International News

Purdue Pharma bankruptcy: judge to rule on strategy that armors Sacklers

Listen to this Article Now
Getting your Trinity Audio player ready...
Spread the love

OxyContin producer Purdue Pharma’s appeal for approval of its bankruptcy restructuring plan, which would shield the company’s Sackler family owners from future lawsuits related to the opioid crisis, is set to be decided on Wednesday by a federal. By approving this settlement, which Purdue estimates to be worth more than $10 billion, U.S. Bankruptcy Judge Robert Drain would clear the way for the resolution of hundreds of opioid lawsuits.

Instead of the Sackler family owning the new company, it would be held by a trust, which would take over the assets of the drug. To tackle the opioid epidemic in U.S. communities, Purdue and its owners are accused of aggressively marketing the painkiller OxyContin while downplaying the risks of misuse and overdose.

An unpopular element of the proposal, which was challenged by some states, involves legal releases that safeguard the Sackler family from potential opioid. The Sacklers have refuted charges made in litigation and elsewhere that they are to blame for the opioid epidemic in the United States. They claim to have acted ethically and legally during their time on Purdue’s board.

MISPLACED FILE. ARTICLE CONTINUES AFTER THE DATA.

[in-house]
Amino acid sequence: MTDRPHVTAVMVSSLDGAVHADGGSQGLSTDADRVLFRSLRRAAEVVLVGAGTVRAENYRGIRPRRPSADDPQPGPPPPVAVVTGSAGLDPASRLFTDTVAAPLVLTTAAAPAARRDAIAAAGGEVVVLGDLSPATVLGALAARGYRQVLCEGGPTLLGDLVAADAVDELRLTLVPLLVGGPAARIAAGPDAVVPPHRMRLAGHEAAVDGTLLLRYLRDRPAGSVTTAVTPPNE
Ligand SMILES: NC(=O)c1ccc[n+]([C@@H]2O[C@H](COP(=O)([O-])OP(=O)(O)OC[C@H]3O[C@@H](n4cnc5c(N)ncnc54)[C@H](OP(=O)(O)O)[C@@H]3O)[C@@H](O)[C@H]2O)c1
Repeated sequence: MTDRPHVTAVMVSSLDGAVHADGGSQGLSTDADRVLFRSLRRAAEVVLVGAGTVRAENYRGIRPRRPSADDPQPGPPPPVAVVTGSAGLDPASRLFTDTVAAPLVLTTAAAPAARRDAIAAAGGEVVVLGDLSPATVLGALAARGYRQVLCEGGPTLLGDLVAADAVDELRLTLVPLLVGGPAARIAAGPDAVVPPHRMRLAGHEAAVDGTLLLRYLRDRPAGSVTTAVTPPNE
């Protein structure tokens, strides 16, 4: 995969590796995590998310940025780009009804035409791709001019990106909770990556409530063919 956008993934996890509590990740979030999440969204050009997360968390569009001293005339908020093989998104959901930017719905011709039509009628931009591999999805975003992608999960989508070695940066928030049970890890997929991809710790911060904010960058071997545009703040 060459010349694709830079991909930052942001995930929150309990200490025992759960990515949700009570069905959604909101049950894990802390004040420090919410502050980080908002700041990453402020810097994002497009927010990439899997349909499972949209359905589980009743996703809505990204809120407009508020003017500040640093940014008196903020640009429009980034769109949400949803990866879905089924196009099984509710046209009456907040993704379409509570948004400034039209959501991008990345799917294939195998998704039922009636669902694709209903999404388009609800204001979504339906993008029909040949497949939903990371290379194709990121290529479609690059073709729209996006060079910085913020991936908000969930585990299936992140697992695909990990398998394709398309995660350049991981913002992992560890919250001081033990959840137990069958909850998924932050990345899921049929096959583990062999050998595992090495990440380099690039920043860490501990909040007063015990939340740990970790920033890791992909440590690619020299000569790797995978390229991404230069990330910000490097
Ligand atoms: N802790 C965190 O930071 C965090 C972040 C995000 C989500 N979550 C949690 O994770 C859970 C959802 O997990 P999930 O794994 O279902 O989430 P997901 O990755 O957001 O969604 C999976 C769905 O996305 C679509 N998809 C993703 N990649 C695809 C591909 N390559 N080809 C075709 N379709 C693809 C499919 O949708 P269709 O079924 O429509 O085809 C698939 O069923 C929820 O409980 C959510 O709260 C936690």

There is a 4.5-billion-dollar donation from Sackler family members included in the Purdue bankruptcy in addition to $175 million in value from abandoning ownership of charity institutions, the contribution is in the form of cash that would be delivered over the course of a decade. “In our view, the Sacklers are responsible for extensive harm in Maryland and nationwide,” said Maryland Attorney General Brian Frosh in a statement on Tuesday. “This plan allows the Sacklers to enjoy riches amounting to billions of dollars.”

The legal battle is likely to continue when Wednesday’s judgement is handed down Lawyer William Tong is planning to appeal if necessary after he vehemently opposed the scheme. Pharmaceutical company Stamford, Connecticut pleaded guilty to criminal charges stemming from its opioid management in November.